The head of the 71-centimetre rose-gold torch gradually opens into five sections to resemble the petals of the sakura flower – the national flower of Japan.
Yoshioka used an aluminium extrusion technique to make the torch. He said this allows it to be strong and lightweight, and "form a single and seamless sculpture-like piece".
"Part of the reason [for aluminium extrusion] was because I wanted to keep the design simple for the structure as well," Yoshioka added.
"It's not a superficial garnish that creates a beautiful design; the key is always a beautiful structure."
The aluminium for Yoshioka's torch comes from construction waste from temporary housing used in the aftermath of the Great East Japan earthquake and tsunami in 2011.
Yoshioka worked with children living in the affected area at the start of the process to draw cherry blossoms, which ultimately gave him the idea for the torch's simple shape.
The torch relay traditionally opens the games and will see athletes and citizens run in relay to the National Stadium in Tokyo, designed by Kengo Kuma.
"The polyhedral shape of a cherry blossom reflects sunlight from different angles when the torchbearers are running with it," said Yoshioka. "We hope that each torchbearer would shine with a sparkle in their hand, and the torch relay would be memorable for everyone."
Yoshioka told Dezeen that he began work on the torch as soon as the Tokyo Olympics were announced, even before a competition for the project was launched.
"No one at that moment knew if there would ever be a competition of the Olympic Torch design, but because an idea bubbled up inside me and I was curious to see it in life, I couldn't help but to get rolling with it," he said.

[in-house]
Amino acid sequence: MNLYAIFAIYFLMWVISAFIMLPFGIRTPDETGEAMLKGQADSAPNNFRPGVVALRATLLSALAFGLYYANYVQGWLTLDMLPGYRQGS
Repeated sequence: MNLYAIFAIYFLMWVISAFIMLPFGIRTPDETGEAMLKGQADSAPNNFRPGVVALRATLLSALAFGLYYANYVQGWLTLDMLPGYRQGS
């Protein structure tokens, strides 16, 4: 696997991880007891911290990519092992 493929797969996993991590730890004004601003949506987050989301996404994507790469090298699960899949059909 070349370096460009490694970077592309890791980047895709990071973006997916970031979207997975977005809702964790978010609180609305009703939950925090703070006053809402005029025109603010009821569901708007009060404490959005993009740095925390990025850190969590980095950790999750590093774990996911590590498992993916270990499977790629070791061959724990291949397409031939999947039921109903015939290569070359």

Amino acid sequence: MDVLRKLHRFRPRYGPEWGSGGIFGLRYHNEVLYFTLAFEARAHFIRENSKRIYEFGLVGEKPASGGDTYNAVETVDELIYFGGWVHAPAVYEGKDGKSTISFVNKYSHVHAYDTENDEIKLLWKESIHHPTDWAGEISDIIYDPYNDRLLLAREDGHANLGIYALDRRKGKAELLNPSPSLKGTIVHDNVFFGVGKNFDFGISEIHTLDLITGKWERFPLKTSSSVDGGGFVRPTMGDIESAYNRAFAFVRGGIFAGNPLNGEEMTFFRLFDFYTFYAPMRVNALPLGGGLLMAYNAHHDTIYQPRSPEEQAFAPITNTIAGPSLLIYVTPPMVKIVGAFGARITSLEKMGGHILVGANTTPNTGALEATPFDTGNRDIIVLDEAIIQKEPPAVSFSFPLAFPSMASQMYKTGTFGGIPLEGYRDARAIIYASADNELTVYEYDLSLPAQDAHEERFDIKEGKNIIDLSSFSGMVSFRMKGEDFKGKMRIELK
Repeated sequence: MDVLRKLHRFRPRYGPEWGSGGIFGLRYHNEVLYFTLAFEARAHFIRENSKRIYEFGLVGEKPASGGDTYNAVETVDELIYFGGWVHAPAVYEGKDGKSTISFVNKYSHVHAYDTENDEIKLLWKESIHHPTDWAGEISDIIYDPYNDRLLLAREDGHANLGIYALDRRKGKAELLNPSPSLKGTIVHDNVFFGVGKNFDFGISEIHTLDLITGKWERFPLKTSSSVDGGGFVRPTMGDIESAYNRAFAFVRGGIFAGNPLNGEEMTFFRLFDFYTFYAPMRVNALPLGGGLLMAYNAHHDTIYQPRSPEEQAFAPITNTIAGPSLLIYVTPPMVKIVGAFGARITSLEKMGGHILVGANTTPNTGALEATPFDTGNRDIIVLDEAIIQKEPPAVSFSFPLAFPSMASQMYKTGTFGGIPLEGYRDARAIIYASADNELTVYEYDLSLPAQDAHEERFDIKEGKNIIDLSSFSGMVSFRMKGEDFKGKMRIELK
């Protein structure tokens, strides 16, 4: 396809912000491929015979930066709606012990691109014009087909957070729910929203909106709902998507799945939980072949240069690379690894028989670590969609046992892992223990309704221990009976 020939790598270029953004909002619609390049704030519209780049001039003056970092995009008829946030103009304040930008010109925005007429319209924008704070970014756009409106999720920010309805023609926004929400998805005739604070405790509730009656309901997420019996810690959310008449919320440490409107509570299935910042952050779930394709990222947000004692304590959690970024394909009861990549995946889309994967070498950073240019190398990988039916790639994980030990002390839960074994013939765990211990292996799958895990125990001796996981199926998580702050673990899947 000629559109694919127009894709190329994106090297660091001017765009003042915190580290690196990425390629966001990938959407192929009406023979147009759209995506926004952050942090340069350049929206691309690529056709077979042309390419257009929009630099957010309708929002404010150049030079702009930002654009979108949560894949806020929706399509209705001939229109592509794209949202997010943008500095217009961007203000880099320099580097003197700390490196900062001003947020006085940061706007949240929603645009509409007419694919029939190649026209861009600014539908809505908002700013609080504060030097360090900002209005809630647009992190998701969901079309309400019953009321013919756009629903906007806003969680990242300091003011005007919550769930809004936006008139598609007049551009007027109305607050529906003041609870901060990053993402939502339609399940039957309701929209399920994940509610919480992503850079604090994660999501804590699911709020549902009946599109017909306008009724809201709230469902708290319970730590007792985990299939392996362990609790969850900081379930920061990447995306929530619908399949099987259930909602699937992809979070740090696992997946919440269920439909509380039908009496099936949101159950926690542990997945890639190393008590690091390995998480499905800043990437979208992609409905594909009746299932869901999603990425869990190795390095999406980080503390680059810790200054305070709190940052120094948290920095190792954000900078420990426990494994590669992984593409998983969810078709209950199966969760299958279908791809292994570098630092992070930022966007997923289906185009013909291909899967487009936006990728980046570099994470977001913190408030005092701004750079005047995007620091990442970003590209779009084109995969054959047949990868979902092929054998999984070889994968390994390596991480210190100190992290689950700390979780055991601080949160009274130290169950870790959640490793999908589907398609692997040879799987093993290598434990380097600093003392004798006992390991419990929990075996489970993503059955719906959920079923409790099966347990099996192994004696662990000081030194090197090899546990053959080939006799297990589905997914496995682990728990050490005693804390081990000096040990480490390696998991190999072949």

"Even if my design was rejected, I think I didn't lose my passion for realising it."
The designer told Dezeen that Barber & Osgerby's London 2012 Olympic torch is "as outstanding design that would go down in history" but revealed that he "wanted to create a torch that is totally different from theirs".
He intends that the design will open up visitors to games' eyes to the broad range of Japanese craft and industry, as well as representing "the kindness and sincerity of the Japanese".
"What I want to show in my work is not some keywords that make you imagine a stereotypical Japan," said Yoshioka.
"Rather than that, I want to reflect the perception of Japanese tradition that's in the innermost part of Japanese people."
Yoshioka hopes the games may be a time for people to reflect on their consumption and think carefully about what we need.
"The most important thing we have to have in our mind when designing is not to create a new product, but to create something that brings a better society," the designer said.
"We started to put excessive value on convenience and luxury. I think this is what disturbed the balance of this planet. I want to create a design that's beyond being functional, a design demanded from the society," he continued.
"I think the design must be done for the society rather than the economy where they produce and consume mass number of goods. A designer is a creator, but I think it's also important for us to evaluate what not to make."